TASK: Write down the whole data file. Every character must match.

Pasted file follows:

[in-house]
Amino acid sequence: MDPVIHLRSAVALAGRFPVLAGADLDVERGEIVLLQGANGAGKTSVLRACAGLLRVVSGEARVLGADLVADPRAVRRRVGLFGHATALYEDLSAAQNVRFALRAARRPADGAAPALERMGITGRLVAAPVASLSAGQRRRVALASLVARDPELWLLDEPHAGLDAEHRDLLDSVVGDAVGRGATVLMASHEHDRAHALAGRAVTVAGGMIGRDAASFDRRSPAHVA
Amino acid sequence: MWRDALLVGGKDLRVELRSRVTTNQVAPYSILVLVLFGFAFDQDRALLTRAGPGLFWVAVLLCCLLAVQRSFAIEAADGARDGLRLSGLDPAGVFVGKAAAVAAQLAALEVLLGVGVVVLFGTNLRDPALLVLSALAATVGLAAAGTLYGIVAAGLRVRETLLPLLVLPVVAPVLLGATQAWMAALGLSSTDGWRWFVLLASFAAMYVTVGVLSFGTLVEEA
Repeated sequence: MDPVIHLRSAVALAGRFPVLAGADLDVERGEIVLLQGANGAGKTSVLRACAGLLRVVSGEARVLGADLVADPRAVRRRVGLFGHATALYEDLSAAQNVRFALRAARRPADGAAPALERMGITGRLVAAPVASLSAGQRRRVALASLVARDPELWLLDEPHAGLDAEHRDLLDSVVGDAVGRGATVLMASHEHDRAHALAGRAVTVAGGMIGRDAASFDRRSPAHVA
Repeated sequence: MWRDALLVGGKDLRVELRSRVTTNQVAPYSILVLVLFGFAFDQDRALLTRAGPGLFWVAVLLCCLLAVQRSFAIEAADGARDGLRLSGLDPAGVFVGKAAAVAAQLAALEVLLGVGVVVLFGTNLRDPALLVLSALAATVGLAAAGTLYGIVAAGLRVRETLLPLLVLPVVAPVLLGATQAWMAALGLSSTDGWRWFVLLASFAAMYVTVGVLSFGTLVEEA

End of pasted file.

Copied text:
[in-house]
Amino acid sequence: MDPVIHLRSAVALAGRFPVLAGADLDVERGEIVLLQGANGAGKTSVLRACAGLLRVVSGEARVLGADLVADPRAVRRRVGLFGHATALYEDLSAAQNVRFALRAARRPADGAAPALERMGITGRLVAAPVASLSAGQRRRVALASLVARDPELWLLDEPHAGLDAEHRDLLDSVVGDAVGRGATVLMASHEHDRAHALAGRAVTVAGGMIGRDAASFDRRSPAHVA
Amino acid sequence: MWRDALLVGGKDLRVELRSRVTTNQVAPYSILVLVLFGFAFDQDRALLTRAGPGLFWVAVLLCCLLAVQRSFAIEAADGARDGLRLSGLDPAGVFVGKAAAVAAQLAALEVLLGVGVVVLFGTNLRDPALLVLSALAATVGLAAAGTLYGIVAAGLRVRETLLPLLVLPVVAPVLLGATQAWMAALGLSSTDGWRWFVLLASFAAMYVTVGVLSFGTLVEEA
Repeated sequence: MDPVIHLRSAVALAGRFPVLAGADLDVERGEIVLLQGANGAGKTSVLRACAGLLRVVSGEARVLGADLVADPRAVRRRVGLFGHATALYEDLSAAQNVRFALRAARRPADGAAPALERMGITGRLVAAPVASLSAGQRRRVALASLVARDPELWLLDEPHAGLDAEHRDLLDSVVGDAVGRGATVLMASHEHDRAHALAGRAVTVAGGMIGRDAASFDRRSPAHVA
Repeated sequence: MWRDALLVGGKDLRVELRSRVTTNQVAPYSILVLVLFGFAFDQDRALLTRAGPGLFWVAVLLCCLLAVQRSFAIEAADGARDGLRLSGLDPAGVFVGKAAAVAAQLAALEVLLGVGVVVLFGTNLRDPALLVLSALAATVGLAAAGTLYGIVAAGLRVRETLLPLLVLPVVAPVLLGATQAWMAALGLSSTDGWRWFVLLASFAAMYVTVGVLSFGTLVEEA